If you have a microscope, you can learn a lot by examining the edges after you sharpen them. You'll see that some stones will not produce a really fin e edge on hard stainless. The edge chips if you use too much pressure, and it doesn't do much at all if you use too little.
I learned a lot of this from Norton folks when I was writing about it, and from 60 years of screwing up good edges. d8-)
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On Tuesday, September 24, 2019 at 1:52:28 PM UTC-4, snipped-for-privacy@gmail.com wrot e:

ning good knives on a bench grinder is a good way to wreck them. (Joe -- re al India stones (a Norton trademark for aluminum oxide) are yellow-brown, n ot red, unless Norton has licensed out the trademark to someone who makes t hem red)

more or less) that won't hold an edge. However, if you sharpen them aggress ively -- like with a bench grinder -- they will *take* an edge, and a bench grinder typically leaves a microscopic serration that gives the illusion o f making the knife cut well. In vegetables, it really *does* cut well, for a while. And it's good for meat, too. In fact, that microscopic serration a ctually improves performance for most *slicing* operations, but not for *ch iseling* operations, where you push the edge into whatever you're cutting. For that, you want ultrafine edges, and very sharp ones.

ries (410, 440, 441) stainless. It is heat-treated and MUCH harder, and muc h harder to sharpen. (410 doesn't have much carbon, but it has enough manga nese and chromium to multiply the effect of the carbon in conversion to mar tensite upon heat treatment). But it holds a good edge. It is rough on alum inum oxide stones -- I only use them for finishing. For hard stainless, a s ilicon carbide stone, which typically is blue-gray, is much better.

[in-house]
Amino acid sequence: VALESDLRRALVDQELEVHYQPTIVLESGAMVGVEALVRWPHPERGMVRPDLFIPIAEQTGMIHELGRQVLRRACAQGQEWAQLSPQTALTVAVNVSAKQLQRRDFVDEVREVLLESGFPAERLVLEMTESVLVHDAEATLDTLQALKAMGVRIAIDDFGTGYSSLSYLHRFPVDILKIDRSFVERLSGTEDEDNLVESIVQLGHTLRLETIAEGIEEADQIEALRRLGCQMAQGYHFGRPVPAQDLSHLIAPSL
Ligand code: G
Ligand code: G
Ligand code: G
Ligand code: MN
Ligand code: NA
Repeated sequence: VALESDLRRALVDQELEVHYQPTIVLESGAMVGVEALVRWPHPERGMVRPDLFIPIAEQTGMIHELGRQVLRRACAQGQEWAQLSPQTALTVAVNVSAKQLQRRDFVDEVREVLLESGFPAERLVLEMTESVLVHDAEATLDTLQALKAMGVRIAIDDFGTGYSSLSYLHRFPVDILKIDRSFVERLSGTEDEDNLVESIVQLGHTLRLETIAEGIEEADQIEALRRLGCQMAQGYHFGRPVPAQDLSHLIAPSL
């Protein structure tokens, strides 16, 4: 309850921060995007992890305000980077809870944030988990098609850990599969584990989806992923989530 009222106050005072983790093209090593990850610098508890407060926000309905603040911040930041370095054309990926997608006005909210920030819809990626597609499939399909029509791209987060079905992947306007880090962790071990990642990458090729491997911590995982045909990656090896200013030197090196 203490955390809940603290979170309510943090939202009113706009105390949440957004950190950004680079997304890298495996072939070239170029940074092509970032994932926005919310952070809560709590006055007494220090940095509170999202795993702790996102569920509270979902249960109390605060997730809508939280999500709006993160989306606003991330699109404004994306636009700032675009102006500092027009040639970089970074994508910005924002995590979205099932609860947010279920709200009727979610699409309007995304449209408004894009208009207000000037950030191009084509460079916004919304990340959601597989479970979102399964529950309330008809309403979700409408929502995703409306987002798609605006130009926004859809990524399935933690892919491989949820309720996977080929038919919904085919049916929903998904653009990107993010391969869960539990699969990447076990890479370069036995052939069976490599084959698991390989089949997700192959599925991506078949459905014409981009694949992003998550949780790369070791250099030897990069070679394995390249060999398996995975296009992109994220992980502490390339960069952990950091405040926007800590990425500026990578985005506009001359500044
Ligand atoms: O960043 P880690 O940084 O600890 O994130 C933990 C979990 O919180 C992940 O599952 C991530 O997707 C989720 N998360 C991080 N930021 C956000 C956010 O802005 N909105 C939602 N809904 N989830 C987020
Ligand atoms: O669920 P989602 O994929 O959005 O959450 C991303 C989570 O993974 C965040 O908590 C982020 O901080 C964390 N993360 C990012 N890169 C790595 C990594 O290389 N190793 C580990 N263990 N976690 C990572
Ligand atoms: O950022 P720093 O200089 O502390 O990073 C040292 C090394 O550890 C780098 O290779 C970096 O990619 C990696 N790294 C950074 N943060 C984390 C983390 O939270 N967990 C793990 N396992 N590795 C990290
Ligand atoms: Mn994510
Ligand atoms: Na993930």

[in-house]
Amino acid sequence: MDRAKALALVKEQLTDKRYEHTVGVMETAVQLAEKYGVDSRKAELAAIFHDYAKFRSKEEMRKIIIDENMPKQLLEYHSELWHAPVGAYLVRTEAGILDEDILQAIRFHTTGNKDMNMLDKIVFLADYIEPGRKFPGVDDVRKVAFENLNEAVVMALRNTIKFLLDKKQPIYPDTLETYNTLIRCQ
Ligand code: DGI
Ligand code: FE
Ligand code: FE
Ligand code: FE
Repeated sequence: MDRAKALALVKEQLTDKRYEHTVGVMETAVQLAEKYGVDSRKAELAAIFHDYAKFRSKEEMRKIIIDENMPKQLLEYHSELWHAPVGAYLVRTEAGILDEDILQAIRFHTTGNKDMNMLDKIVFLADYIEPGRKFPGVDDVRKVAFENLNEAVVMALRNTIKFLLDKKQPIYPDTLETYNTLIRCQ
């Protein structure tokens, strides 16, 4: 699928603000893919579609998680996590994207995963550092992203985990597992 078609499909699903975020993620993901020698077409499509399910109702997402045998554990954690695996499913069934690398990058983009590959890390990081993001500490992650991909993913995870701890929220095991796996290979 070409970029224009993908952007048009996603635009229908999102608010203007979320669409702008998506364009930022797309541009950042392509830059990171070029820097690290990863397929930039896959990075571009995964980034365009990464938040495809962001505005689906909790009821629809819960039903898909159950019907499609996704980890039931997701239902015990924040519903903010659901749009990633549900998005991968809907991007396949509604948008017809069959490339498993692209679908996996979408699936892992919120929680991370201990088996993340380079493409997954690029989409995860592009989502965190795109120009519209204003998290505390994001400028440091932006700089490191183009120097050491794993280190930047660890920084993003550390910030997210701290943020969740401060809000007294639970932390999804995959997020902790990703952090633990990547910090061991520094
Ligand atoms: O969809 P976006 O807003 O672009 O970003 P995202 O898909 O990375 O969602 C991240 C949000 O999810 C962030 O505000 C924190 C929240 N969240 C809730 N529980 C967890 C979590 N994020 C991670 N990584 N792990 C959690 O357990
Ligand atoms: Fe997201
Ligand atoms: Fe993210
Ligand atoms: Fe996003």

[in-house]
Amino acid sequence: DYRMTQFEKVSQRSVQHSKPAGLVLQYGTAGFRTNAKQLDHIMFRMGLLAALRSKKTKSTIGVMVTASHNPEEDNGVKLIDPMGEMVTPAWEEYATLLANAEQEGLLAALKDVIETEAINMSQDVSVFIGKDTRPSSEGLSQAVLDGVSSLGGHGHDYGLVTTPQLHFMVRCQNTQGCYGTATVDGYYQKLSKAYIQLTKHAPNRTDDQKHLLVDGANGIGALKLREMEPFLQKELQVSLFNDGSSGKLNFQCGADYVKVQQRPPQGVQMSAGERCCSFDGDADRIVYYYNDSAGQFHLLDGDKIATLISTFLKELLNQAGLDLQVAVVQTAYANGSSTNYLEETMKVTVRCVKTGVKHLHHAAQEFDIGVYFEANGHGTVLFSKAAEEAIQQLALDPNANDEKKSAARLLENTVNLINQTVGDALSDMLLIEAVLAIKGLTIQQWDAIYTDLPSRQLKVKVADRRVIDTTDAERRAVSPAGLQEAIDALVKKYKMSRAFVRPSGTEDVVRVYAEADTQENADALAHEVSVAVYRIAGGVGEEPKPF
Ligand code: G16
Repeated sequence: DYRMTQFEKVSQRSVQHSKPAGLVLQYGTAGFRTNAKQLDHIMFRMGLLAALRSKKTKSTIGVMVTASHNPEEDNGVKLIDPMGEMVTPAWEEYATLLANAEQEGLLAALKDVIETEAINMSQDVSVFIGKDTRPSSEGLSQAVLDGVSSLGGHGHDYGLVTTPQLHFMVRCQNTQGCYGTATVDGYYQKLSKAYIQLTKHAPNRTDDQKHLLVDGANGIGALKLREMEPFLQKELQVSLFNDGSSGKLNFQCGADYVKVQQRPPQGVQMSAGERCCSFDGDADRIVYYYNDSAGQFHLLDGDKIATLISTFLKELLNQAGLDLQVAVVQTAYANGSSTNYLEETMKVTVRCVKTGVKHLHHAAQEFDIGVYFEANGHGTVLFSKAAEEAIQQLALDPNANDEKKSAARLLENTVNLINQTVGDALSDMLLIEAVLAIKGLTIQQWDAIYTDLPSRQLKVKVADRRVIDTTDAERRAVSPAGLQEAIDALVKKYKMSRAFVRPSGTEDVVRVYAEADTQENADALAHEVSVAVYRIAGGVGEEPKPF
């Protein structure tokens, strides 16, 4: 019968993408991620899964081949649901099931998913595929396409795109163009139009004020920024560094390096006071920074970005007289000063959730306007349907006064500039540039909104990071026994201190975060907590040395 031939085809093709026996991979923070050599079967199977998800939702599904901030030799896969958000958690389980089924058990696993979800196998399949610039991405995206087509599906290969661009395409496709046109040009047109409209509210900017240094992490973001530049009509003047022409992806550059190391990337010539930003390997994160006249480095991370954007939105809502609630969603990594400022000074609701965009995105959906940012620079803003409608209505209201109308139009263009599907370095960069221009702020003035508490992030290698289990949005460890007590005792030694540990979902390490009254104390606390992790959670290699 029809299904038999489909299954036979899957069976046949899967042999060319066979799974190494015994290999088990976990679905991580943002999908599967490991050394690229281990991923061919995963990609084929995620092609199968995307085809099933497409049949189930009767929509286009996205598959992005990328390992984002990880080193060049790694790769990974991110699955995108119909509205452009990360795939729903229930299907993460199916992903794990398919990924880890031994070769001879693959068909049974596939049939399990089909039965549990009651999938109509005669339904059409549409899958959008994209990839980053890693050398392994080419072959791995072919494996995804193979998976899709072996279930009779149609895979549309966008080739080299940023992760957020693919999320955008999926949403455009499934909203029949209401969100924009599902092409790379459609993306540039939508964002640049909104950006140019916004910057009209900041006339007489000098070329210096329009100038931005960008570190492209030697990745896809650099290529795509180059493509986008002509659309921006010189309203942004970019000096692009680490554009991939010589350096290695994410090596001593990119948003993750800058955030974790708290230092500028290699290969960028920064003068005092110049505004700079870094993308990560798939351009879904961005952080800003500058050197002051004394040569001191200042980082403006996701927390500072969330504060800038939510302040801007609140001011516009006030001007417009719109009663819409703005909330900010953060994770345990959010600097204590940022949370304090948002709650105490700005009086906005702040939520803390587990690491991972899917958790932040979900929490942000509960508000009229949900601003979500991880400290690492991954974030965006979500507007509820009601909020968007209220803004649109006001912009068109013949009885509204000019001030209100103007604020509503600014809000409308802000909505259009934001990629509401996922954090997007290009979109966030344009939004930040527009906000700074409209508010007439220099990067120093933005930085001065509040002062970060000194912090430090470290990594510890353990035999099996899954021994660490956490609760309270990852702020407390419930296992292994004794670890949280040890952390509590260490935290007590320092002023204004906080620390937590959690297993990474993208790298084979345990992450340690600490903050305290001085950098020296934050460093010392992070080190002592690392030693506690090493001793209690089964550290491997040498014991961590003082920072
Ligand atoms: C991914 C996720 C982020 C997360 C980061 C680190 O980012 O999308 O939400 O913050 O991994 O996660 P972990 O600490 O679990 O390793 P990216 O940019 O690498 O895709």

other cutting edge. Soft ones, often white, are used commercially, and VERY carefully to avoid drawing out the temper.

r you sharpen them. You'll see that some stones will not produce a really f ine edge on hard stainless. The edge chips if you use too much pressure, an d it doesn't do much at all if you use too little.

d from 60 years of screwing up good edges. d8-)

Whoops, I said "blue-gray" for SiC. Good ones often are green.
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On Sunday, September 22, 2019 at 9:42:41 PM UTC-4, Ignoramus9254 wrote:

Hi Iggy! I don't have time to get much into this, but as Joe said, sharpening good knives on a bench grinder is a good way to wreck them. (Joe -- real India stones (a Norton trademark for aluminum oxide) are yellow-brown, not red, unless Norton has licensed out the trademark to someone who makes them red) ...
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On Tuesday, September 24, 2019 at 4:39:56 PM UTC-4, Jim Wilkins wrote:

Well, Norton has made "India" stones for a very long time. One of my India bench stones dates to the late '40s. Another, early '50s. And I have severa l small stones, plus about a half-dozen India slips. They're all the same c olor, but they may have changed it since then.
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On Tuesday, September 24, 2019 at 4:39:56 PM UTC-4, Jim Wilkins wrote:

Well, Norton has made "India" stones for a very long time. One of my India bench stones dates to the late '40s. Another, early '50s. And I have several small stones, plus about a half-dozen India slips. They're all the same color, but they may have changed it since then.